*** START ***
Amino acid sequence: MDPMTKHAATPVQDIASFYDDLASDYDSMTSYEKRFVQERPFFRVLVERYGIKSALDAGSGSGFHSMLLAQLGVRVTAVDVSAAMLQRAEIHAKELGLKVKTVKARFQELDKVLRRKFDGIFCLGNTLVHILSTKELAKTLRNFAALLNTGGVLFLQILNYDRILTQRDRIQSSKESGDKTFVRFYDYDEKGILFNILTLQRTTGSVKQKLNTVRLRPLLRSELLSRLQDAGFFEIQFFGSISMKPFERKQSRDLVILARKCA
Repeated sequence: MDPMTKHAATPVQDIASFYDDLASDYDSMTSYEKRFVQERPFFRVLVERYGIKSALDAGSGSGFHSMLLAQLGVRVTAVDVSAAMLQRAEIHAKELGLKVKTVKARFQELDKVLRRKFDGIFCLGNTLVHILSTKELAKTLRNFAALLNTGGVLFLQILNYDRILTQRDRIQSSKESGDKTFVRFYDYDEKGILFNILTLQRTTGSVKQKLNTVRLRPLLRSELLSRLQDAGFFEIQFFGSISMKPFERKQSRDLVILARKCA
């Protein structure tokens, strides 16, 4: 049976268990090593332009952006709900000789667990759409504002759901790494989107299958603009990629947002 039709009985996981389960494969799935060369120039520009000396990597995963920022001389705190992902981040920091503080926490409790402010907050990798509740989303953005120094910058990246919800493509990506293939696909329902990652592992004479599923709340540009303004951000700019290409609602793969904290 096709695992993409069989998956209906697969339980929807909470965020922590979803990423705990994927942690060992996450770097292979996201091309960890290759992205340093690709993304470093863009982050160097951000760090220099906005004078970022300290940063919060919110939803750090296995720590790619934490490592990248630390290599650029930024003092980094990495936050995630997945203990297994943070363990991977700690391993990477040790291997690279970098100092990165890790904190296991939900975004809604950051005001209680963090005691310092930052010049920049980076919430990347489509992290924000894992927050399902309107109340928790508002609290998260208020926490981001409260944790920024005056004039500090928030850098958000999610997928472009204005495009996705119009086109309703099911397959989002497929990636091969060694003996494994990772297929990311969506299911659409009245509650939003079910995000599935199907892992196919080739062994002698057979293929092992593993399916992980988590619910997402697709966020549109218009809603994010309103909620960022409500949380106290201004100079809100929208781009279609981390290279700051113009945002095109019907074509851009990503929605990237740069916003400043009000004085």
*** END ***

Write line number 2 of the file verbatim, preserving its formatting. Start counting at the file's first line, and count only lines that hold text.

Repeated sequence: MDPMTKHAATPVQDIASFYDDLASDYDSMTSYEKRFVQERPFFRVLVERYGIKSALDAGSGSGFHSMLLAQLGVRVTAVDVSAAMLQRAEIHAKELGLKVKTVKARFQELDKVLRRKFDGIFCLGNTLVHILSTKELAKTLRNFAALLNTGGVLFLQILNYDRILTQRDRIQSSKESGDKTFVRFYDYDEKGILFNILTLQRTTGSVKQKLNTVRLRPLLRSELLSRLQDAGFFEIQFFGSISMKPFERKQSRDLVILARKCA